One challenge of developing any systems model is where to draw the boundaries because, ultimately, everything is part of a wider system (life, the universe and everything; or 42!). If you make the boundaries too narrow, you may end up with “simple but wrong” interventions. If you draw them too wide, you end up with so much complexity that it’s hard to see how or where to intervene to make improvements. Here is my initial attempt at a systems model based around people’s concerns over NBS colour registrations.
For those not familiar with how they work, a solid arrow means the 2 variables increase or decrease together (e.g. registration of NBS colours increases KC income). A dashed arrow implies that as one variable increases, the other decreases (e.g. education of breeders reduces the breeding of NBS colours). The value of systems models is that they can help us to understand what the knock-on effects might be of different types of intervention. Interestingly, very often they highlight what might be counter-intuitive options for interventions. They also help us to avoid so-called unanticipated consequences (which, of course are entirely predictable if you apply systems thinking).
Thinking through options for change
We can use this (relatively simplified) systems model to consider actions that might address concerns over NBS registrations. It’s obvious that there aren’t that many “levers” we can pull.
We can’t directly reduce either the demand for, or breeding of, NBS puppies. There are calls for the KC not to register NBS puppies or to place them on a separate register so they can’t be shown or bred from. What does this model tell us might happen if that “solution” is implemented. Firstly, it doesn’t change either supply or demand. These dogs will continue to be bred and bought. However, it does reduce KC income and the consequential ability of the KC to invest in education programmes for breeders and buyers. It will, therefore, be more likely that these puppies will be bred without any awareness of the importance of health screening. Additionally, it reduces the size of the registered gene pool and makes it less likely that NBS dog owners would consider using a KC registered mate when they do decide to breed.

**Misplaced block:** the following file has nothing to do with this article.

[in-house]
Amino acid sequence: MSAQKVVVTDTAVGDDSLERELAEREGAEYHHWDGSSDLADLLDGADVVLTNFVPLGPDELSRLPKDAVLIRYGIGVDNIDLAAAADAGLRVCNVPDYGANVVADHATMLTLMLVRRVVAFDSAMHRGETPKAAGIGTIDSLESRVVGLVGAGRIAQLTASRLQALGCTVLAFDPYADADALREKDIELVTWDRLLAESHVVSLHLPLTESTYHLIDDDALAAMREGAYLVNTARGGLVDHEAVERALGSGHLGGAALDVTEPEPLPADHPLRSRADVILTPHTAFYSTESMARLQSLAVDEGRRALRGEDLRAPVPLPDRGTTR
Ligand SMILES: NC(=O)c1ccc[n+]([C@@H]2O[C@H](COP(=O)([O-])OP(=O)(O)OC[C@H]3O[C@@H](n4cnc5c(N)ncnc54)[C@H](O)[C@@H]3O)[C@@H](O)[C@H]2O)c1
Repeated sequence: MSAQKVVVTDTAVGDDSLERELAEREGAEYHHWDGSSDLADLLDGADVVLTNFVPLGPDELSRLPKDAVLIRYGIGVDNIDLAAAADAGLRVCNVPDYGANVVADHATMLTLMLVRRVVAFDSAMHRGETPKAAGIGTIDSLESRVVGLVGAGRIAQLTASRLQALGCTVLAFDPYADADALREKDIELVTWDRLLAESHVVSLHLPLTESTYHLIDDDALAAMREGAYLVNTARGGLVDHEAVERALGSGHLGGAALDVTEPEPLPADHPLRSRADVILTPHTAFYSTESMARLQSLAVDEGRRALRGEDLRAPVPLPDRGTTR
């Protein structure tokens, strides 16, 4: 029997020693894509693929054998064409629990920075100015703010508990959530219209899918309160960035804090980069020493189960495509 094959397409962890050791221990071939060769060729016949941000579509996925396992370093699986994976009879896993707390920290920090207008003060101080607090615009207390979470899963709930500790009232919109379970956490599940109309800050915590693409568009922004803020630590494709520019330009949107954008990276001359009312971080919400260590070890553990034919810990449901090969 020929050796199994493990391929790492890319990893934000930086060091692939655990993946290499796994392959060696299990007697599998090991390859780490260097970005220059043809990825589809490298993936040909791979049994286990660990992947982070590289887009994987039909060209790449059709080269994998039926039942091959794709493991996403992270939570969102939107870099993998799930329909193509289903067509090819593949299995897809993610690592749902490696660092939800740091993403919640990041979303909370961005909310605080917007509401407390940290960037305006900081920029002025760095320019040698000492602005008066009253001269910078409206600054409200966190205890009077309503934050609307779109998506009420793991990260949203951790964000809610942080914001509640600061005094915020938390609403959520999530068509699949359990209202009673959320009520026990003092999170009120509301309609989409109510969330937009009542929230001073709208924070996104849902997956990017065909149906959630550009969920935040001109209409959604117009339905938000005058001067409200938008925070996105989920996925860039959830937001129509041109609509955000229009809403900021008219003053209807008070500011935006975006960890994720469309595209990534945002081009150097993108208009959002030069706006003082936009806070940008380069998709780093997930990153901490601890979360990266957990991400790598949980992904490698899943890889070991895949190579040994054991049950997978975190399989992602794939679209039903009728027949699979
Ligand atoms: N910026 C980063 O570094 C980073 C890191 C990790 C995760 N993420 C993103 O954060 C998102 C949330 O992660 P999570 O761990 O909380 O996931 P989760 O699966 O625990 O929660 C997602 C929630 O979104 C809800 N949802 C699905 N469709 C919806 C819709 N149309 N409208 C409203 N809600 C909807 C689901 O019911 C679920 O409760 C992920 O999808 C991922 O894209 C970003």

It leaves the breed clubs with the task of educating people and we know how much of an uphill battle that is. Whether anyone breeding NBS puppies outside the KC registration system would even come across or be interested in breed club messages is debatable.
What can we do?
I’m sure there are other factors and relationships that should be built into this type of model but it gives a feel for the potential consequences of decisions. Before deciding on solutions to address concerns, we need to decide what we are trying to achieve.
For those of us in breed clubs, one of our primary aims must be to preserve our breed for the benefit of future generations of breeders and owners. That means ensuring the breed is viable from a genetic diversity perspective as well as health and temperament. If we don’t think about these longer term goals, any decisions we make today might backfire on us.
“You cannot see what I see because you see what you see”. Douglas Adams, Hitchhiker’s Guide to the Galaxy.